CRANFORD – Advocates for the Preeclampsia Foundation, a non-profit organization dedicated to reducing maternal and infant illness and death due to preeclampsia, a life-threatening disorder of pregnancy, will be participating in and raising money for the Foundation’s annual The Promise Walk for Preeclampsia™. The annual event, which happens around the country to support innovative research and raise public awareness about the warning signs of preeclampsia, will be taking place here in Cranford at Nomahegan Park on May 19 at 9 a.m.
The walk day will include a 5K walk, refreshments, raffle prizes, and opening speeches from Patrick Dignan, former Chairman of the Board of the Preeclampsia Foundation and Marissa Steiner, a middle school student who is a preeclampsia survivor along with her mother Stephanie. Both Marissa and Stephanie Steiner will be coordinating the Cranford walk event. Marissa has embraced her role as our youngest Promise Walk co-coordinator to express her gratitude for the lives of herself and her mother, as well as to take steps to combat this disease that threatens her own future childbearing.
The Promise Walk for Preeclampsia, with the tagline “Making Strides, Delivering Hope,” makes a clear connection with the mission of the Preeclampsia Foundation – a commitment to better outcomes for those whose lives have been or will be touched by preeclampsia and other hypertensive disorders of pregnancy. That “promise” includes finding a cure, supporting families, and ensuring education and awareness for all pregnant women.
“We are delighted with the enthusiasm our volunteers have demonstrated for The Promise Walk for Preeclampsia this year,” said National Promise Walk Director Becky Sloan. “Last year’s Promise Walk was an overwhelming success raising more than $250,000, walking in more cities and reaching thousands of people with life-saving information. We are very excited to continue this momentum in 2012, since we know that greater awareness and knowledge results in healthier birth outcomes. We take great pride in our staff and our volunteers for this bold undertaking.”
For the city of Cranford, this will be the second year they have produced a public walk, attracting an unprecedented number of supporters with the goal of raising $15,000 toward helping women and their infants who suffer from the devastating effects of preeclampsia. The event’s national goal is to raise $400,000.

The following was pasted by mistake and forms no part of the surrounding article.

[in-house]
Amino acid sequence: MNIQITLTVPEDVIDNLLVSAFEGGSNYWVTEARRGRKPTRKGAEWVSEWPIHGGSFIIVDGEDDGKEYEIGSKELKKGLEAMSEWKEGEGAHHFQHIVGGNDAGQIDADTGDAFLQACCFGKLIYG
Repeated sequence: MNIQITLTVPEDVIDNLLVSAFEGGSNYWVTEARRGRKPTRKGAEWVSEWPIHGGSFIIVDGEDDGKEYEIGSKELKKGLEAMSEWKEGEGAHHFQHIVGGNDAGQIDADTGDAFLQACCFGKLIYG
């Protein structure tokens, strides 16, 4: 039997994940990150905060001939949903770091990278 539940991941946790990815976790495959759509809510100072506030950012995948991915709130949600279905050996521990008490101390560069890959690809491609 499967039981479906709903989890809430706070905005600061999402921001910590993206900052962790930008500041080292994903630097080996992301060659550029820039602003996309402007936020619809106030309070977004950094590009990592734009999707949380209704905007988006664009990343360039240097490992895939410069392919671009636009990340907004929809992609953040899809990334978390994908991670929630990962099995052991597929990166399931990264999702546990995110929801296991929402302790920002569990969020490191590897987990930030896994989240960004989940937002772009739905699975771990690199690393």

New Jersey Governor Christie has issued an official proclamation for the State of New Jersey declaring May as Preeclampsia Awareness Month. “May is Preeclampsia Awareness Month, deliberately chosen to coincide with Mother’s Day weekend,” explained Executive Director Eleni Tsigas. “Almost 300,000 women each year are affected by preeclampsia, with approximately 25 percent of those resulting in serious adverse outcomes to either mother, baby or both.
Visit www.promisewalk.org/cranford for specific information about the Cranford Promise Walk and other walks around the nation. Registration is available online. Non-walkers are encouraged to support other individuals or teams to help meet Cranford’s fundraising goals. Those interested in forming teams or participating individually are urged to register at the Promise Walk website, though walk-up registrations will be accepted at each of the sites.
Preeclampsia is a disorder that occurs during pregnancy and the immediate postpartum period, and affects both the mother and the fetus. It is a rapidly progressive condition characterized by elevated blood pressure and protein in the urine; other symptoms may include swelling in the hands and face, headaches, and visual disturbances. Preeclampsia affects the mother’s kidneys, liver and other vital organs and, if undetected or untreated, can lead to seizures (eclampsia), cerebral hemorrhage, failure in vital organs and death.
The cause of preeclampsia is still not fully understood, and the only cure for the condition begins with delivery. Approximately five to eight percent of pregnancies are affected by preeclampsia, which, in the United States, translates to approximately 300,000 pregnancies. It is a leading cause of preterm birth, and is responsible for approximately 76,000 maternal deaths and half a million infant deaths worldwide annually. There are several types of preeclampsia, including HELLP syndrome, a particularly dangerous variant.